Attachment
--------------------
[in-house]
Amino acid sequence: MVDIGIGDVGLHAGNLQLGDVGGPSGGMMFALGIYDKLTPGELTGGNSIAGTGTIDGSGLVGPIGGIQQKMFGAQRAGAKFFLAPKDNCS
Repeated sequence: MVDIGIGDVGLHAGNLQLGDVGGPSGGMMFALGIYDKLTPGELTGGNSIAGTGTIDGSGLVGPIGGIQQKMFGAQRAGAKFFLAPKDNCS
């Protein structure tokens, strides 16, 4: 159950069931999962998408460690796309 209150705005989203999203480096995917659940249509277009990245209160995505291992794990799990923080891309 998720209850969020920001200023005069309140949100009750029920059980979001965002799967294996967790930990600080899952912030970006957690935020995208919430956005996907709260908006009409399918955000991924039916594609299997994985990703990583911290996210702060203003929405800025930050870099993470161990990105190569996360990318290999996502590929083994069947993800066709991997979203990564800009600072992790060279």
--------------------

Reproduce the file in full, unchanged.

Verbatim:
[in-house]
Amino acid sequence: MVDIGIGDVGLHAGNLQLGDVGGPSGGMMFALGIYDKLTPGELTGGNSIAGTGTIDGSGLVGPIGGIQQKMFGAQRAGAKFFLAPKDNCS
Repeated sequence: MVDIGIGDVGLHAGNLQLGDVGGPSGGMMFALGIYDKLTPGELTGGNSIAGTGTIDGSGLVGPIGGIQQKMFGAQRAGAKFFLAPKDNCS
């Protein structure tokens, strides 16, 4: 159950069931999962998408460690796309 209150705005989203999203480096995917659940249509277009990245209160995505291992794990799990923080891309 998720209850969020920001200023005069309140949100009750029920059980979001965002799967294996967790930990600080899952912030970006957690935020995208919430956005996907709260908006009409399918955000991924039916594609299997994985990703990583911290996210702060203003929405800025930050870099993470161990990105190569996360990318290999996502590929083994069947993800066709991997979203990564800009600072992790060279």